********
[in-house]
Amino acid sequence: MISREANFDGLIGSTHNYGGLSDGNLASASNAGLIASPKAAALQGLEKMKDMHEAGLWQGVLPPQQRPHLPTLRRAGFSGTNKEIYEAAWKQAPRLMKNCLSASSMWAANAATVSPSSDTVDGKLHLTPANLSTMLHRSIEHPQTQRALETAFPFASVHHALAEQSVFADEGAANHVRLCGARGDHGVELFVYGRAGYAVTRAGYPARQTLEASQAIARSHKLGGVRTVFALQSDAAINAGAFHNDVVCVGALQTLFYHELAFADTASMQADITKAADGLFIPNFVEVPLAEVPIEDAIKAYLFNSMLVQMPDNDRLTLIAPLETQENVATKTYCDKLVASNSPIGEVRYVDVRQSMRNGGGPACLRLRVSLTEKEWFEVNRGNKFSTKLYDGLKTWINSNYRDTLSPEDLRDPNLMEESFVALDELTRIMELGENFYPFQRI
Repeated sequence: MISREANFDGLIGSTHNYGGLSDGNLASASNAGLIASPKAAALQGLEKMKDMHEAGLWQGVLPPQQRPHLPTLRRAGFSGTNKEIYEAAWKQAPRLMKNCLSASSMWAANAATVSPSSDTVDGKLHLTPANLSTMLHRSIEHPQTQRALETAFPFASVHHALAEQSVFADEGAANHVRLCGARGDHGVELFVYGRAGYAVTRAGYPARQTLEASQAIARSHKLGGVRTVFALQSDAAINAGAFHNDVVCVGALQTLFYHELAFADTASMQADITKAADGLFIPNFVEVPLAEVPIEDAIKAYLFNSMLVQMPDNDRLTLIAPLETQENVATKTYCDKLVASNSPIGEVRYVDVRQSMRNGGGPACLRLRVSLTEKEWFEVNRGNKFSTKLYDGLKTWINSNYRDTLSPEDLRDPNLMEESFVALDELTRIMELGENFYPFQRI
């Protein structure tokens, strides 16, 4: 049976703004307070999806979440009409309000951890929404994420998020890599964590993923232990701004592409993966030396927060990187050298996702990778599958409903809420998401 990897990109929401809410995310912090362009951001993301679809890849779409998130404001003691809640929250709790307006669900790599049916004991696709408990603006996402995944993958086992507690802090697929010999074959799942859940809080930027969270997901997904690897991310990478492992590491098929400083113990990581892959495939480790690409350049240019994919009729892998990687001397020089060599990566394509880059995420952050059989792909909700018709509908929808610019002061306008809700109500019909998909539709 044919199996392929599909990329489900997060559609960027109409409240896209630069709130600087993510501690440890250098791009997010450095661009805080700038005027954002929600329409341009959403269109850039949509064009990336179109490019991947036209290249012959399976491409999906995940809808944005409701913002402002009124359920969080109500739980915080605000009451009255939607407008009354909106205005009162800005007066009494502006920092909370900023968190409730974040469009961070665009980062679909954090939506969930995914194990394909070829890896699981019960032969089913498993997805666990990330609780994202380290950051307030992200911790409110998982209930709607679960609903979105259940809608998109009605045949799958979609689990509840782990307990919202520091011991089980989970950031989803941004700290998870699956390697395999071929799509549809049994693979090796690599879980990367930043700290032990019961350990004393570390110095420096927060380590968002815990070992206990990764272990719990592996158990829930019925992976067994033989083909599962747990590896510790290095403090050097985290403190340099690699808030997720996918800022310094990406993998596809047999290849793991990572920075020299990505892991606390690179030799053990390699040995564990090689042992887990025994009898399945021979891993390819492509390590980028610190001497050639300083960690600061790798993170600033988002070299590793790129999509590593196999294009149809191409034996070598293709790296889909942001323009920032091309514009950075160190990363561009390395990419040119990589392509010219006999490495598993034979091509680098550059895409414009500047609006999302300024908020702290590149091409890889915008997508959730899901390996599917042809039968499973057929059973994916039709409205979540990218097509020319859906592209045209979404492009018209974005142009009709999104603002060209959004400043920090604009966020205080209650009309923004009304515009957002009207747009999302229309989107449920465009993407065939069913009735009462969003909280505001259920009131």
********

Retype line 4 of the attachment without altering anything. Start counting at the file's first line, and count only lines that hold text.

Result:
């Protein structure tokens, strides 16, 4: 049976703004307070999806979440009409309000951890929404994420998020890599964590993923232990701004592409993966030396927060990187050298996702990778599958409903809420998401 990897990109929401809410995310912090362009951001993301679809890849779409998130404001003691809640929250709790307006669900790599049916004991696709408990603006996402995944993958086992507690802090697929010999074959799942859940809080930027969270997901997904690897991310990478492992590491098929400083113990990581892959495939480790690409350049240019994919009729892998990687001397020089060599990566394509880059995420952050059989792909909700018709509908929808610019002061306008809700109500019909998909539709 044919199996392929599909990329489900997060559609960027109409409240896209630069709130600087993510501690440890250098791009997010450095661009805080700038005027954002929600329409341009959403269109850039949509064009990336179109490019991947036209290249012959399976491409999906995940809808944005409701913002402002009124359920969080109500739980915080605000009451009255939607407008009354909106205005009162800005007066009494502006920092909370900023968190409730974040469009961070665009980062679909954090939506969930995914194990394909070829890896699981019960032969089913498993997805666990990330609780994202380290950051307030992200911790409110998982209930709607679960609903979105259940809608998109009605045949799958979609689990509840782990307990919202520091011991089980989970950031989803941004700290998870699956390697395999071929799509549809049994693979090796690599879980990367930043700290032990019961350990004393570390110095420096927060380590968002815990070992206990990764272990719990592996158990829930019925992976067994033989083909599962747990590896510790290095403090050097985290403190340099690699808030997720996918800022310094990406993998596809047999290849793991990572920075020299990505892991606390690179030799053990390699040995564990090689042992887990025994009898399945021979891993390819492509390590980028610190001497050639300083960690600061790798993170600033988002070299590793790129999509590593196999294009149809191409034996070598293709790296889909942001323009920032091309514009950075160190990363561009390395990419040119990589392509010219006999490495598993034979091509680098550059895409414009500047609006999302300024908020702290590149091409890889915008997508959730899901390996599917042809039968499973057929059973994916039709409205979540990218097509020319859906592209045209979404492009018209974005142009009709999104603002060209959004400043920090604009966020205080209650009309923004009304515009957002009207747009999302229309989107449920465009993407065939069913009735009462969003909280505001259920009131």